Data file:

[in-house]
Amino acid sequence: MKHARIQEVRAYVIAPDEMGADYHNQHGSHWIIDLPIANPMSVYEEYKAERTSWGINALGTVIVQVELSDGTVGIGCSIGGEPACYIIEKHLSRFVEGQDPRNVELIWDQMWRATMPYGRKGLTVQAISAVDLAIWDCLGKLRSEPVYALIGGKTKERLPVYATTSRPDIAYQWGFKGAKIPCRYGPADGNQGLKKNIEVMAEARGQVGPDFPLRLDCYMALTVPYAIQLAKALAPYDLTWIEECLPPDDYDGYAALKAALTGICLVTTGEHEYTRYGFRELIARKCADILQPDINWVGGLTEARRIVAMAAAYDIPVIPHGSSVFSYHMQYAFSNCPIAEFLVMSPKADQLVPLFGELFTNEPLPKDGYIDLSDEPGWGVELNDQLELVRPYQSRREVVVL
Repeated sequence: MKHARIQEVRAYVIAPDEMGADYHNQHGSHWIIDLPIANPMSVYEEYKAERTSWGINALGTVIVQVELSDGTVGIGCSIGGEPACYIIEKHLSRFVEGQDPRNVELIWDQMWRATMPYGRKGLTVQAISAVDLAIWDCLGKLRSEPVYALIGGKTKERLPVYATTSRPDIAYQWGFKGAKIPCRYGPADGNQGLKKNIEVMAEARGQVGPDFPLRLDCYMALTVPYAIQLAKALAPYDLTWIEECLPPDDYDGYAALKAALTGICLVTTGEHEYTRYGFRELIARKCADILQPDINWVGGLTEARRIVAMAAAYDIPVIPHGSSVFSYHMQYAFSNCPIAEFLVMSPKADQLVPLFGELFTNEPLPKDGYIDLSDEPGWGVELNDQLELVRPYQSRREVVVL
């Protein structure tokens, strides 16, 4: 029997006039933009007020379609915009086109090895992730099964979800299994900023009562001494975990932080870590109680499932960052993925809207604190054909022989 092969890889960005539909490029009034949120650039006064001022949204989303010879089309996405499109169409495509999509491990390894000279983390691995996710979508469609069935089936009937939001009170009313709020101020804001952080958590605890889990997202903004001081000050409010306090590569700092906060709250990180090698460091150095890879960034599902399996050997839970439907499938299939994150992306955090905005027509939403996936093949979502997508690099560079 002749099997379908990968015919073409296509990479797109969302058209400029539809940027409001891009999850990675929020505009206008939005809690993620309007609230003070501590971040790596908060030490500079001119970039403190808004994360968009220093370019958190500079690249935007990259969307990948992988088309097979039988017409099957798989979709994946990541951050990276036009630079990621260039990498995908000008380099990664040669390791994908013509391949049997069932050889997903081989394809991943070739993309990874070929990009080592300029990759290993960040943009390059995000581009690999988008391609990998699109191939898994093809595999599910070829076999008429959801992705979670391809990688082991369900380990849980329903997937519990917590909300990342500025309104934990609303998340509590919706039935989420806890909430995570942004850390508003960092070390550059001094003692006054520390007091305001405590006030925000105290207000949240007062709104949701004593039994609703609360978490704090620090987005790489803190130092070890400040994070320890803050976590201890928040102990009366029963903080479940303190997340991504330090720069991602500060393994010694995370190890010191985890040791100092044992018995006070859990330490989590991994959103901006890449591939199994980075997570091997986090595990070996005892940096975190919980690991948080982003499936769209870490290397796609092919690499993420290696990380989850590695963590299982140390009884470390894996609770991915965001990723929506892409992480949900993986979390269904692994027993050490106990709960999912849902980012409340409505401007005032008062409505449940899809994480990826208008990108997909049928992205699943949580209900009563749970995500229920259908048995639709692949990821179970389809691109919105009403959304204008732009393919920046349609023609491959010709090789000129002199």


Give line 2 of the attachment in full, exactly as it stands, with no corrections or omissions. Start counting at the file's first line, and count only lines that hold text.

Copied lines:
Amino acid sequence: MKHARIQEVRAYVIAPDEMGADYHNQHGSHWIIDLPIANPMSVYEEYKAERTSWGINALGTVIVQVELSDGTVGIGCSIGGEPACYIIEKHLSRFVEGQDPRNVELIWDQMWRATMPYGRKGLTVQAISAVDLAIWDCLGKLRSEPVYALIGGKTKERLPVYATTSRPDIAYQWGFKGAKIPCRYGPADGNQGLKKNIEVMAEARGQVGPDFPLRLDCYMALTVPYAIQLAKALAPYDLTWIEECLPPDDYDGYAALKAALTGICLVTTGEHEYTRYGFRELIARKCADILQPDINWVGGLTEARRIVAMAAAYDIPVIPHGSSVFSYHMQYAFSNCPIAEFLVMSPKADQLVPLFGELFTNEPLPKDGYIDLSDEPGWGVELNDQLELVRPYQSRREVVVL